As we get older and become more autonomous, many of us will be called upon to take no a great task: hosting Thanksgiving. Whether it’s for family once you start one of your own, for friends, or just for you and your cat, planning Thanksgiving can seem like a huge task to tackle. And it is, in many ways, especially if you’re used to big feasts. And as a young adult, it can be super overwhelming. 

Here are five tips and steps to make sure you’re able to host your first Thanksgiving without pulling your hair out and ruining your family dynamic. Hopefully. 

Don’t bite off more than you can chew

Before you host your entire extended family for Thanksgiving, figure out if that’s feasible for you. Is there enough room in your house? Do you have the funds to buy the groceries? Do you like hosting people? Don’t bite off more than you can chew. If you can’t host all 19 cousins, say so. Don’t just cope with it, because it won’t be fun. Not only do you need the money and the space, you also need the time and the skills. If cooking has never been your strong suit, know that, and plan on how to get the food from somewhere else. If you’re going to have to head into work that evening, consider hosting an earlier dinner. Know yourself and know your situation before committing to hosting Thanksgiving, even if it you know you should offer. It’s a big commitment to take on. 

The dish situation

This is one of the biggest concerns that arise after you agree to host. The dishes! You’ve got to cook the food and serve it in something, and then those dishes have to get clean. If you’re a small household that only has four plates and one casserole dish, you need to plan ahead. Some people go disposable for Thanksgiving, environment be damned. It saves a lot of hassle if you can throw it away instead of wash it and dry it afterwards. Others invest solely in plastic silverware, or plastic cups, or whatever you feel like would make your life easier. Or, if you’re hosting friends, ask people to loan you their dishes. Seriously, what else would they need them for that day?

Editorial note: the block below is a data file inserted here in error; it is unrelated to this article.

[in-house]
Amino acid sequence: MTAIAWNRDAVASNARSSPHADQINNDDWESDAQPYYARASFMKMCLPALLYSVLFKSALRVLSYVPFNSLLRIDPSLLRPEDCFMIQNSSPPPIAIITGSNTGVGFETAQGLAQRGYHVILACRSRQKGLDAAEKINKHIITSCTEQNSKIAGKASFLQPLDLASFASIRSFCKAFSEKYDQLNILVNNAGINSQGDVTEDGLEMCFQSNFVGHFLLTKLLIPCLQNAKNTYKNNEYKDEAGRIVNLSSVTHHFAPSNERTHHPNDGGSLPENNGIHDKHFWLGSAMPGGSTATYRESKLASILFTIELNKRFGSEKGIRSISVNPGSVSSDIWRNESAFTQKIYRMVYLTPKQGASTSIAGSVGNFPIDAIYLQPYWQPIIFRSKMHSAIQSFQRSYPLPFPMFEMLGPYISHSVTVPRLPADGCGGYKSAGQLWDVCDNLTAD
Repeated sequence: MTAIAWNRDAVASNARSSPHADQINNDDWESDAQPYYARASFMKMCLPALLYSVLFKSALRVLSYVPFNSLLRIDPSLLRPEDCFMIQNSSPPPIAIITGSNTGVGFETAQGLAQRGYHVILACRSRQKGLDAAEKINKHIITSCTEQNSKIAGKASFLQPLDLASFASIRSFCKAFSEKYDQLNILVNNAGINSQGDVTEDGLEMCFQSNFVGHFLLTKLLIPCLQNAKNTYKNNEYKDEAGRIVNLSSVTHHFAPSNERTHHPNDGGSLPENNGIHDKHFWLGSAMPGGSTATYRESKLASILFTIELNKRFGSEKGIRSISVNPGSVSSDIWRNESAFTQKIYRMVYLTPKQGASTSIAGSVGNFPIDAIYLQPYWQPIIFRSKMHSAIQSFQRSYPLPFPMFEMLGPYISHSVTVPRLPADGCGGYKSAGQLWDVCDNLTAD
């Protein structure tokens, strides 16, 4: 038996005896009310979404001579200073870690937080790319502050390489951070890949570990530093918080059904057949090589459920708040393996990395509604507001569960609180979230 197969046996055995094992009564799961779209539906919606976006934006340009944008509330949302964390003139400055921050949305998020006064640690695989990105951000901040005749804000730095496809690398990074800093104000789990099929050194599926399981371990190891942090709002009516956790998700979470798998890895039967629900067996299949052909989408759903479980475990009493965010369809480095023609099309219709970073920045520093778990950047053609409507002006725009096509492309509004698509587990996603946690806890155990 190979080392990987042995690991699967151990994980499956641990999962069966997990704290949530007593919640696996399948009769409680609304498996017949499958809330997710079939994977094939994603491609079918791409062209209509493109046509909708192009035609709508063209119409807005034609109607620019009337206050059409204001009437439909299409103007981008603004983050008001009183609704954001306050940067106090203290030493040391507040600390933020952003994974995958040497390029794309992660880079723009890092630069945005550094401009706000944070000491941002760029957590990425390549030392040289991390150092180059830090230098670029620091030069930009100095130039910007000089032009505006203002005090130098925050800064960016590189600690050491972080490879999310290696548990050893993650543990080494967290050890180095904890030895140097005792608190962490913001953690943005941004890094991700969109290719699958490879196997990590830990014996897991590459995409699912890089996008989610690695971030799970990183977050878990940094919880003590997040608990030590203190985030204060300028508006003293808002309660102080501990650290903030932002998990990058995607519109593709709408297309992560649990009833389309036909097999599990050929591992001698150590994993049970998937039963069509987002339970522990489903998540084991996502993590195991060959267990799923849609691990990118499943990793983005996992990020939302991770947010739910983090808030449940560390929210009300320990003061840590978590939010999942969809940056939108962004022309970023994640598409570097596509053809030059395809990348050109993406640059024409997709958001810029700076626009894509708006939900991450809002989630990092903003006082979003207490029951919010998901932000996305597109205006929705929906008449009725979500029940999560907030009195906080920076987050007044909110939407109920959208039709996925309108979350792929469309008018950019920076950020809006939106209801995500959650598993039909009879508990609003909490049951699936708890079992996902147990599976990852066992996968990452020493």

Outsource where you can

There is no shame in getting help, especially when it comes to Thanksgiving. Not every potential dish is in everyone’s wheelhouse. Plus, there’s a reason grocery stores and restaurants advertise their options for Thanksgiving. Order your pies from Costco. Have your Aunt make her famous cider. Tell your friends they all have to bring a type of bread. Don’t do it all alone, because you don’t have to. Especially for things you don’t normally make or have the ingredients for, why not have a restaurant or do the work for you and you pick it up? 

Tackle the bird

The turkey is definitely the most daunting part of Thanksgiving for me. I hate cooking and handling meat all year round, so I outsource whenever possible, or straight up choose an easier meat to tackle. But if you’re committed to the bird, plan ahead. Make sure you thaw ahead of time. Make sure you know HOW to stuff and slice and all that jazz. Make sure your pan is big enough. Give yourself enough time and plan the oven schedule so your sides can get some heat too. A turkey game plan is a must for Thanksgiving, especially your first time around. You might want to also have a long-time host on speed dial just in case you have questions.

What will you do when the tryptophan kicks in

While this isn’t about the food, it is about the experience as a host.  What will you do after the meal, when everyone is exhausted and needs a nap? Is everyone crashing at your place? Are you headed to a movie? Putting on some music and playing board games? You won’t want to move much once you’ve had a ton of turkey, so plan accordingly, and know your crew. Will they linger and chat, or hit the road? You need to be prepared if you’re going to be hosting twenty people for the night or if they’re all going to split after dessert and leave you with the clean-up?

Aryssa D
FFL Cabinet Member